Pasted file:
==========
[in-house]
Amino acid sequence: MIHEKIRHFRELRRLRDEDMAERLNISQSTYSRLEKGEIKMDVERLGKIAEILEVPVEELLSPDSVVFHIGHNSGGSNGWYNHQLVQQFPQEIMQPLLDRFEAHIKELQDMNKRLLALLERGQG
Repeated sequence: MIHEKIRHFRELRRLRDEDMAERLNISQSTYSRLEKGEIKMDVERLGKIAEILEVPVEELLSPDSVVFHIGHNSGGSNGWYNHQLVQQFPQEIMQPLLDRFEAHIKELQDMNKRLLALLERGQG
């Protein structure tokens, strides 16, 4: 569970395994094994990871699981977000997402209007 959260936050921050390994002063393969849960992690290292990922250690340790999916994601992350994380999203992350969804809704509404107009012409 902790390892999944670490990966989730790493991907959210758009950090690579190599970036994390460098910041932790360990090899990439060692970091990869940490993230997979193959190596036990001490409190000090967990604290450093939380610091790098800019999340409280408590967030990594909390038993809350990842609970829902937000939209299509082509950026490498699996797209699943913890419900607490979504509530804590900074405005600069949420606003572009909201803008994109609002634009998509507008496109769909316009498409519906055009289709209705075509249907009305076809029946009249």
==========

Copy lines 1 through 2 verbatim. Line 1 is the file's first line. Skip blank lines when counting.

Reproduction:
[in-house]
Amino acid sequence: MIHEKIRHFRELRRLRDEDMAERLNISQSTYSRLEKGEIKMDVERLGKIAEILEVPVEELLSPDSVVFHIGHNSGGSNGWYNHQLVQQFPQEIMQPLLDRFEAHIKELQDMNKRLLALLERGQG